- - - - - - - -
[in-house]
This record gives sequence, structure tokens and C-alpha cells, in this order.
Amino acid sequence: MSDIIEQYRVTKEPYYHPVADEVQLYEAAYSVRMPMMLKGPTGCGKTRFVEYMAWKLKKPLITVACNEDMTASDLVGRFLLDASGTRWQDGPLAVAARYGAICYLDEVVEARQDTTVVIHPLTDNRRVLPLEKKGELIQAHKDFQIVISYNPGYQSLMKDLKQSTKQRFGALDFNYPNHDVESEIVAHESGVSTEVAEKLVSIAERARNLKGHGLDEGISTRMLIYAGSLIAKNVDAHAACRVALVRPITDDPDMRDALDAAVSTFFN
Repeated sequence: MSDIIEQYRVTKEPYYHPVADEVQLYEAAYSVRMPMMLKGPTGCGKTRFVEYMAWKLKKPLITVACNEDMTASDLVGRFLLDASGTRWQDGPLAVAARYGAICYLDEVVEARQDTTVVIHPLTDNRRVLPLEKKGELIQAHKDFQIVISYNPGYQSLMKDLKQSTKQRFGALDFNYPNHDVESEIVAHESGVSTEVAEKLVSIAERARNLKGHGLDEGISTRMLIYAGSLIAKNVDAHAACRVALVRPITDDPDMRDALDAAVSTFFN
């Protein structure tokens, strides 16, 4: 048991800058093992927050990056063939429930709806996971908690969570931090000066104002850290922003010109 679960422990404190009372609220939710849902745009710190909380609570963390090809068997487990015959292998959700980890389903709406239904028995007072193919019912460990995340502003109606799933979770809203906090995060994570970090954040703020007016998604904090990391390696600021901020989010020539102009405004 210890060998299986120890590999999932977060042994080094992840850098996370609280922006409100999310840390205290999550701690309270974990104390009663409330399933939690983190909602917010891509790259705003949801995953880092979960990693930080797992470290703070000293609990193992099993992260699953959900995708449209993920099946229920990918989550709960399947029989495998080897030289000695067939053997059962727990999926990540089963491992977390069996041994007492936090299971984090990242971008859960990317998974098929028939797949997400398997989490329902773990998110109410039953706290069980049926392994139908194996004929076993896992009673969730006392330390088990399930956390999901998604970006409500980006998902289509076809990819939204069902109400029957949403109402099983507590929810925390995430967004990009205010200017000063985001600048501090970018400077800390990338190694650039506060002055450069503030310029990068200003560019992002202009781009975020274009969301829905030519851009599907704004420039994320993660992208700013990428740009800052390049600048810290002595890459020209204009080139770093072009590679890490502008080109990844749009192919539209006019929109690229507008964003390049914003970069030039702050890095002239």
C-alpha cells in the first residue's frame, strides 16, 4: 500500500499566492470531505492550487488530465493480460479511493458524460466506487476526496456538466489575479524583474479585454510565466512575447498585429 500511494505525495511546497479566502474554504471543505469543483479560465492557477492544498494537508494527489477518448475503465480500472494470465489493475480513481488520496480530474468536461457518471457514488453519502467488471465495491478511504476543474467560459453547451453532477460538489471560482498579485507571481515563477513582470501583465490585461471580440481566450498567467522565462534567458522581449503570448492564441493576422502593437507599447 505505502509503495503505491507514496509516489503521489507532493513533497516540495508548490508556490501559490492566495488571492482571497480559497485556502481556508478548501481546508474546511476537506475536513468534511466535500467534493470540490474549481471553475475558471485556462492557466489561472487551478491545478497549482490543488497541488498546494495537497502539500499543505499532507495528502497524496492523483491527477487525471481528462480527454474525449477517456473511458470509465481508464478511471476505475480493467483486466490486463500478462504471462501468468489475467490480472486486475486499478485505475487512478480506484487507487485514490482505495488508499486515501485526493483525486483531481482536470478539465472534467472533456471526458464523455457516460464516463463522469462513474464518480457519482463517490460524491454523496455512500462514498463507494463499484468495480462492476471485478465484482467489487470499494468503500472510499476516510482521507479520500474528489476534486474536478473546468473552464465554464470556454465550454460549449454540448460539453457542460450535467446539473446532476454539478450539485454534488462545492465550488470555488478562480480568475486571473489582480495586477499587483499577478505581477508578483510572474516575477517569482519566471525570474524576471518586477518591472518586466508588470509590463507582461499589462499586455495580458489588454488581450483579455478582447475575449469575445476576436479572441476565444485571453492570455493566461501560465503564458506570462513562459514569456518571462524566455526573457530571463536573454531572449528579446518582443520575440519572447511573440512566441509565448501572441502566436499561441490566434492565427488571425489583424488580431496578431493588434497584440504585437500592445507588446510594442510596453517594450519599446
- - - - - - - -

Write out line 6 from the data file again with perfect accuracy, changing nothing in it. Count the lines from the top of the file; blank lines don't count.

C-alpha cells in the first residue's frame, strides 16, 4: 500500500499566492470531505492550487488530465493480460479511493458524460466506487476526496456538466489575479524583474479585454510565466512575447498585429 500511494505525495511546497479566502474554504471543505469543483479560465492557477492544498494537508494527489477518448475503465480500472494470465489493475480513481488520496480530474468536461457518471457514488453519502467488471465495491478511504476543474467560459453547451453532477460538489471560482498579485507571481515563477513582470501583465490585461471580440481566450498567467522565462534567458522581449503570448492564441493576422502593437507599447 505505502509503495503505491507514496509516489503521489507532493513533497516540495508548490508556490501559490492566495488571492482571497480559497485556502481556508478548501481546508474546511476537506475536513468534511466535500467534493470540490474549481471553475475558471485556462492557466489561472487551478491545478497549482490543488497541488498546494495537497502539500499543505499532507495528502497524496492523483491527477487525471481528462480527454474525449477517456473511458470509465481508464478511471476505475480493467483486466490486463500478462504471462501468468489475467490480472486486475486499478485505475487512478480506484487507487485514490482505495488508499486515501485526493483525486483531481482536470478539465472534467472533456471526458464523455457516460464516463463522469462513474464518480457519482463517490460524491454523496455512500462514498463507494463499484468495480462492476471485478465484482467489487470499494468503500472510499476516510482521507479520500474528489476534486474536478473546468473552464465554464470556454465550454460549449454540448460539453457542460450535467446539473446532476454539478450539485454534488462545492465550488470555488478562480480568475486571473489582480495586477499587483499577478505581477508578483510572474516575477517569482519566471525570474524576471518586477518591472518586466508588470509590463507582461499589462499586455495580458489588454488581450483579455478582447475575449469575445476576436479572441476565444485571453492570455493566461501560465503564458506570462513562459514569456518571462524566455526573457530571463536573454531572449528579446518582443520575440519572447511573440512566441509565448501572441502566436499561441490566434492565427488571425489583424488580431496578431493588434497584440504585437500592445507588446510594442510596453517594450519599446